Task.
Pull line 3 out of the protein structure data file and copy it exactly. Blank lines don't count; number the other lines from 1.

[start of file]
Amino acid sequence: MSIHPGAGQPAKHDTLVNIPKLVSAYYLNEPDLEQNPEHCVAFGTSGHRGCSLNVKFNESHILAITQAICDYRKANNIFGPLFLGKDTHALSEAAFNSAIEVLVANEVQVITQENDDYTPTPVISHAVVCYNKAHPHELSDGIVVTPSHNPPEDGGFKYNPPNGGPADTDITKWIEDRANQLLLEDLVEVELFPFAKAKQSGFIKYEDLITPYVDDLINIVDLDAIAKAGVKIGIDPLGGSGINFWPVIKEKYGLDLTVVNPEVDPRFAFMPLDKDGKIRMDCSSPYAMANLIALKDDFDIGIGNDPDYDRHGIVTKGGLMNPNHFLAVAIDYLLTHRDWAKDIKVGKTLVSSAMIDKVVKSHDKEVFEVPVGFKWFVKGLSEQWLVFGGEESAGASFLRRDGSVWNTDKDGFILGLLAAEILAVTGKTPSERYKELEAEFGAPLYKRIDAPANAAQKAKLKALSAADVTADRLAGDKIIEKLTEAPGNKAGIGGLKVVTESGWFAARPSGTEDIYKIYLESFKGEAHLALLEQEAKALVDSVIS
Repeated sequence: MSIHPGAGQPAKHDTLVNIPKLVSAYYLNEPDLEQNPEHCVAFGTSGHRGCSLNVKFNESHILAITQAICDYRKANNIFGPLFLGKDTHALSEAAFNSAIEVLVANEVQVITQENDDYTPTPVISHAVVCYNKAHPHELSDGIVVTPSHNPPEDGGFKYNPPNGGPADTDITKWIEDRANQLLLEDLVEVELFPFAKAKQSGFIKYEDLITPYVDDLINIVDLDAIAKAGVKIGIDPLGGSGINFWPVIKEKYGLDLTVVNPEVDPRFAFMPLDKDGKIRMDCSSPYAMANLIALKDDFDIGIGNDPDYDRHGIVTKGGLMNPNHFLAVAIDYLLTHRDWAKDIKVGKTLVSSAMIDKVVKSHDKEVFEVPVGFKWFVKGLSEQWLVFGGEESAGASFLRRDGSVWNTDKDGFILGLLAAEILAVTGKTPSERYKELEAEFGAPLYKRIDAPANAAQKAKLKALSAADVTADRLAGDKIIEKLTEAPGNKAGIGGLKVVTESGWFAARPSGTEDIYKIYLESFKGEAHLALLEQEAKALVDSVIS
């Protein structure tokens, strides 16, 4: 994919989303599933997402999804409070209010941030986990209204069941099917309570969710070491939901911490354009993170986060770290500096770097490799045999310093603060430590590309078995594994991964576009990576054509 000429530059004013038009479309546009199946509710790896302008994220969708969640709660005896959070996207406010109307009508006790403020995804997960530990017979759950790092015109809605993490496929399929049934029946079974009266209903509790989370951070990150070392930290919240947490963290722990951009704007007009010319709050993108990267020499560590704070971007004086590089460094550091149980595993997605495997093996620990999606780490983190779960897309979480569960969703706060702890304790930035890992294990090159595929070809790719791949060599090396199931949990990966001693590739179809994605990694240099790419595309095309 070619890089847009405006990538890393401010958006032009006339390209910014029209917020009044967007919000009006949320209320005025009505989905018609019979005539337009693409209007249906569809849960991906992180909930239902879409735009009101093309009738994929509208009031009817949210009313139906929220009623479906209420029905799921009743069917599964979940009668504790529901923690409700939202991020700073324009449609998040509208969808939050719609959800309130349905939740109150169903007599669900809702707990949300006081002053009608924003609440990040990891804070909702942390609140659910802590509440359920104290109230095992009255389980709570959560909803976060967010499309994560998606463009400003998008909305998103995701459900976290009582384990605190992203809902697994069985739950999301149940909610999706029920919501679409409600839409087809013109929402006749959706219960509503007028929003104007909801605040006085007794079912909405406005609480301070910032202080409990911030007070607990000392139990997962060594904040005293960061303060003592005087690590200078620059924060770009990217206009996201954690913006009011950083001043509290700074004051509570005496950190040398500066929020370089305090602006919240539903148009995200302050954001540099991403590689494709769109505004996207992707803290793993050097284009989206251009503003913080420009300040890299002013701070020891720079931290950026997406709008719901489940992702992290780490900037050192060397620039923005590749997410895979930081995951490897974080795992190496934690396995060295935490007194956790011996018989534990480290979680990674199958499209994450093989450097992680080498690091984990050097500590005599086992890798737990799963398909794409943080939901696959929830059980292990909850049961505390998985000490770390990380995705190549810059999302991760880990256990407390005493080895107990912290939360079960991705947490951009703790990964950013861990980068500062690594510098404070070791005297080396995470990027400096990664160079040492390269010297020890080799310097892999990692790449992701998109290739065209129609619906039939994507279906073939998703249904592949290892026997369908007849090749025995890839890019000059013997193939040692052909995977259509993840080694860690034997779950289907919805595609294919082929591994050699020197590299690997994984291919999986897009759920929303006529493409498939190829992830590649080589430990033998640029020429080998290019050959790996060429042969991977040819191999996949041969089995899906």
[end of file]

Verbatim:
């Protein structure tokens, strides 16, 4: 994919989303599933997402999804409070209010941030986990209204069941099917309570969710070491939901911490354009993170986060770290500096770097490799045999310093603060430590590309078995594994991964576009990576054509 000429530059004013038009479309546009199946509710790896302008994220969708969640709660005896959070996207406010109307009508006790403020995804997960530990017979759950790092015109809605993490496929399929049934029946079974009266209903509790989370951070990150070392930290919240947490963290722990951009704007007009010319709050993108990267020499560590704070971007004086590089460094550091149980595993997605495997093996620990999606780490983190779960897309979480569960969703706060702890304790930035890992294990090159595929070809790719791949060599090396199931949990990966001693590739179809994605990694240099790419595309095309 070619890089847009405006990538890393401010958006032009006339390209910014029209917020009044967007919000009006949320209320005025009505989905018609019979005539337009693409209007249906569809849960991906992180909930239902879409735009009101093309009738994929509208009031009817949210009313139906929220009623479906209420029905799921009743069917599964979940009668504790529901923690409700939202991020700073324009449609998040509208969808939050719609959800309130349905939740109150169903007599669900809702707990949300006081002053009608924003609440990040990891804070909702942390609140659910802590509440359920104290109230095992009255389980709570959560909803976060967010499309994560998606463009400003998008909305998103995701459900976290009582384990605190992203809902697994069985739950999301149940909610999706029920919501679409409600839409087809013109929402006749959706219960509503007028929003104007909801605040006085007794079912909405406005609480301070910032202080409990911030007070607990000392139990997962060594904040005293960061303060003592005087690590200078620059924060770009990217206009996201954690913006009011950083001043509290700074004051509570005496950190040398500066929020370089305090602006919240539903148009995200302050954001540099991403590689494709769109505004996207992707803290793993050097284009989206251009503003913080420009300040890299002013701070020891720079931290950026997406709008719901489940992702992290780490900037050192060397620039923005590749997410895979930081995951490897974080795992190496934690396995060295935490007194956790011996018989534990480290979680990674199958499209994450093989450097992680080498690091984990050097500590005599086992890798737990799963398909794409943080939901696959929830059980292990909850049961505390998985000490770390990380995705190549810059999302991760880990256990407390005493080895107990912290939360079960991705947490951009703790990964950013861990980068500062690594510098404070070791005297080396995470990027400096990664160079040492390269010297020890080799310097892999990692790449992701998109290739065209129609619906039939994507279906073939998703249904592949290892026997369908007849090749025995890839890019000059013997193939040692052909995977259509993840080694860690034997779950289907919805595609294919082929591994050699020197590299690997994984291919999986897009759920929303006529493409498939190829992830590649080589430990033998640029020429080998290019050959790996060429042969991977040819191999996949041969089995899906």